Are you an entrepreneur or a business owner? Why this question? Because it matters in how you approach goal setting to achieve results.
There is so much overlap between the two terms that people often forget which is which. Many business owners consider themselves entrepreneurs simply because they are in the tech business (or because they think the term seems a lot cooler and less mundane than a “business owner”). Many business owners don’t care what they label themselves, despite possessing more entrepreneurial qualities than their peers.
I bring this up because understanding the distinction between the two and realizing which role you are really in (as opposed to the role you perceive yourself to be) can be the key to doing the most suitable goal setting for yourself and your business/venture.
The internet is littered with multiple definitions and differences between the two, and everyone seems to have their own idea about what makes an entrepreneur different from a business owner. One distinction and definition that I agree with is that business owners get set in their ways, while entrepreneurs are always, always trying to look for different ways and avenues to expand and grow. That doesn’t mean business owners don’t want growth or don’t expand. Quite the contrary, actually, but business owners mostly expand within their own domain, and their growth is usually linear.
Entrepreneurs, on the other hand, are more experimentative and willing to take risks in order to grow their business in unconventional ways and explore different possibilities. This is one of the reasons why you may find most hardworking, dedicated, and honest business owners relatively successful. And only a few business owners who can’t make money, despite giving it their all. Comparatively, even among the most dedicated and hardworking entrepreneurs, you may find just as many failures as you find successful entrepreneurs. The risk makes it difficult, but it’s also what sets apart entrepreneurs from business owners.
Although I owned a “traditional” business i.e. a real estate brokerage, I was (and still am) an entrepreneur. I took risks that a lot of brokerage or business owners would never dream of taking. I experienced failures that made me say “OUCH” but had more successes which substantially added wealth to my bottom line.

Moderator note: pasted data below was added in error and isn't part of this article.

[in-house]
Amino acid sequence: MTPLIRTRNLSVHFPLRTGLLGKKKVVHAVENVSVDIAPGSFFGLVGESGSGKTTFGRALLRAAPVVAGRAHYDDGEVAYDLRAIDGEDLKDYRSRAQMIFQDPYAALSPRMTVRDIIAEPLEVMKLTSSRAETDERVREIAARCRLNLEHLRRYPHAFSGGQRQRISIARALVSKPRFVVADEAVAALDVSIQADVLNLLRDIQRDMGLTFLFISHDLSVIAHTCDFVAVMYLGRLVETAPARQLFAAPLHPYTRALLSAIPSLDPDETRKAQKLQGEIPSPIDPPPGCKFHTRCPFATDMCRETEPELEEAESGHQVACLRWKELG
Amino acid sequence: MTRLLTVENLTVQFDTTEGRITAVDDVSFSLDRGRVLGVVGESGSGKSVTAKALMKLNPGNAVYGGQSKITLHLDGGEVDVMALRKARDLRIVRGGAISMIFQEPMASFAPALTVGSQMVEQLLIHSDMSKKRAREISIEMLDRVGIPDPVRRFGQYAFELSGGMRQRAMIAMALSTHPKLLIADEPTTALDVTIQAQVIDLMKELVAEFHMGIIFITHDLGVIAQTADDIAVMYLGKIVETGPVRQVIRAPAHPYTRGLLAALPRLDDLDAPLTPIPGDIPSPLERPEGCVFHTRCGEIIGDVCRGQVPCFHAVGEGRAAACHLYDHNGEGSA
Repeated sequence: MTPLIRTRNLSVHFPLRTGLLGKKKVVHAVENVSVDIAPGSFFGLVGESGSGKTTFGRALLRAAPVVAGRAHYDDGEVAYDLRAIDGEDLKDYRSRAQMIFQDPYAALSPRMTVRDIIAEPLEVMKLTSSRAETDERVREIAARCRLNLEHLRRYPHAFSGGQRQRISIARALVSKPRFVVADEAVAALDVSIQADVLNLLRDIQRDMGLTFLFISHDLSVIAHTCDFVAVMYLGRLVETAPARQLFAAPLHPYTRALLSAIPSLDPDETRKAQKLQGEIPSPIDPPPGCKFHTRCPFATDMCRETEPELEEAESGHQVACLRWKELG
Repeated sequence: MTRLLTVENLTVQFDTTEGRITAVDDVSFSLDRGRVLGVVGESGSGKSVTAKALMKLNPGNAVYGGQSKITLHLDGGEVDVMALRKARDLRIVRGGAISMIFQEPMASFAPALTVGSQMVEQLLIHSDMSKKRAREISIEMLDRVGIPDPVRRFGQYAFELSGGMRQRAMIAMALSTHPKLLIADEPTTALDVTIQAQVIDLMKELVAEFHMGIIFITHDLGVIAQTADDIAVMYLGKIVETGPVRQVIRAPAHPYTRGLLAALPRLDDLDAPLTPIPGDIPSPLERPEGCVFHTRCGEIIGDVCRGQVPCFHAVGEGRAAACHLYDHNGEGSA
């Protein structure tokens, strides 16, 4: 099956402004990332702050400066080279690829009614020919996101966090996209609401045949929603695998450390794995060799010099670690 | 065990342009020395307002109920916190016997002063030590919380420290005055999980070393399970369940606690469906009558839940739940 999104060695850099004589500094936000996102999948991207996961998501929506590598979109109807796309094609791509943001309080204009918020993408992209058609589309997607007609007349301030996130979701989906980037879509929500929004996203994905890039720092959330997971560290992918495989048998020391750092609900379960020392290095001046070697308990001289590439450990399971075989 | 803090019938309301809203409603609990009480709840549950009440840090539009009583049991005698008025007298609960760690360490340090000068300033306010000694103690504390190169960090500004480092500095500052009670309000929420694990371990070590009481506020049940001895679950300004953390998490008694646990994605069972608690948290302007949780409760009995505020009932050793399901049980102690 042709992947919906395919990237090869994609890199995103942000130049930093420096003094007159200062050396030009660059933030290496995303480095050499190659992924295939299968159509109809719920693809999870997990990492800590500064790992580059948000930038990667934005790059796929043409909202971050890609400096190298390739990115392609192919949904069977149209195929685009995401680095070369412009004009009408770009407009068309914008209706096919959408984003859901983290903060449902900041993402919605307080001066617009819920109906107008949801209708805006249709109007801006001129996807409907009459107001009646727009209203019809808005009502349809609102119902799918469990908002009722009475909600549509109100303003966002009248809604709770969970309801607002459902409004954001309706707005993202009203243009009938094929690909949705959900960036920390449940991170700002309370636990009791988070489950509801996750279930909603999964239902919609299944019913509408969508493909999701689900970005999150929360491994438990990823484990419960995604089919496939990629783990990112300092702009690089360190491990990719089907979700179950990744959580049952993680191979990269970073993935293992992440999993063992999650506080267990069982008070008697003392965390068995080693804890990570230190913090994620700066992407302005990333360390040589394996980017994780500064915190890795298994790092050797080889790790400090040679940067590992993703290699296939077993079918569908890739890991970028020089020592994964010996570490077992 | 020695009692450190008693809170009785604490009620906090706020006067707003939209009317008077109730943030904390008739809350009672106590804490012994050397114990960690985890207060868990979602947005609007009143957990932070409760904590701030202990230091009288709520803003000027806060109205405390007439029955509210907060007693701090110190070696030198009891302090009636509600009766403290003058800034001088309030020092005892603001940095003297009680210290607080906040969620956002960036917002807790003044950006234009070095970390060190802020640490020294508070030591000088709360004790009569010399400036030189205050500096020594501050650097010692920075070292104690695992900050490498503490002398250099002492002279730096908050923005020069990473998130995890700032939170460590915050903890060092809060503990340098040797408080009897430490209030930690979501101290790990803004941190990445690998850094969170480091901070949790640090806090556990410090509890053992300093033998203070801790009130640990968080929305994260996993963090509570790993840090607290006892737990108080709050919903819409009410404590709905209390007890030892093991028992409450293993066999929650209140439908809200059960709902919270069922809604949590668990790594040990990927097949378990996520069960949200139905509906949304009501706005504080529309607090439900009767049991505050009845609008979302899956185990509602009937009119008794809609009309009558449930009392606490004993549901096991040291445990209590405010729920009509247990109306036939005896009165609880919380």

Entrepreneurs and Goal Setting
If you are an entrepreneur, you might already be familiar with how difficult goal setting can be, especially practical goal setting, which you can pursue and see tangible results. Many entrepreneurs tend to be laser-focused on setting and achieving a few limited goals, which is beneficial in some cases but can also get them blindsided from some practical problems that can bring their business down.
One example would be Enzo Ferrari, who drove his company’s finances down to the ground to keep Ferrari’s dominant racing position. The condition was so bad that Enzo had to bring in Fiat as a 50% partner to keep the company from going bankrupt.
Some goal-setting strategies that can help an entrepreneur are:
1. SMART Goal Setting
This is the most common strategy for setting a goal as an entrepreneur. SMART means Specific, Measureable, Achievable, Relevant, and Time-bound. These are the traits that a successful entrepreneur’s goals should have.
Specific: That seems the easiest, but it’s the most difficult to tackle down. Let’s say you set a goal to succeed against a giant competitor. This is a very vague goal. How do you want to grow? Do you want to beat their product in the market? How will you displace an already trusted brand? Do you have a better product, or you can bulldoze your competition with superior resources? How will you market: More positive marketing for your product or by showing off your competitive edge?
Eventually, one goal can be fractionated to a hundred small ones. Then you prune and focus only on some of them that will create the most impact. Vague goals will keep you, and your team confused.
Measurable: The feeling that you have when you have achieved your goal isn’t “measurable.” Sales numbers, increasing foot traffic, conversions, market demand, etc., are measurable. These are something that you, your team, your partners, and investors can understand. Tangible and measurable goals can help you get the full support of the people working with and for you because they would be able to see and understand what they will achieve by working on these goals.
Achievable: Never set impossible goals. It seems very dramatic, even heroic if you are expanding every effort on doing the impossible. But an entrepreneur should be pragmatic as well. You should understand the strength of your abilities, resources, team, and plan, and set goals that are achievable without burning out.
Relevant: Here, the 80/20 rule (the Pareto principle) can help. Focus on goals that are most relevant for achieving your goals, even if it means divesting yourself from something you love doing and engaging in something difficult or even distasteful.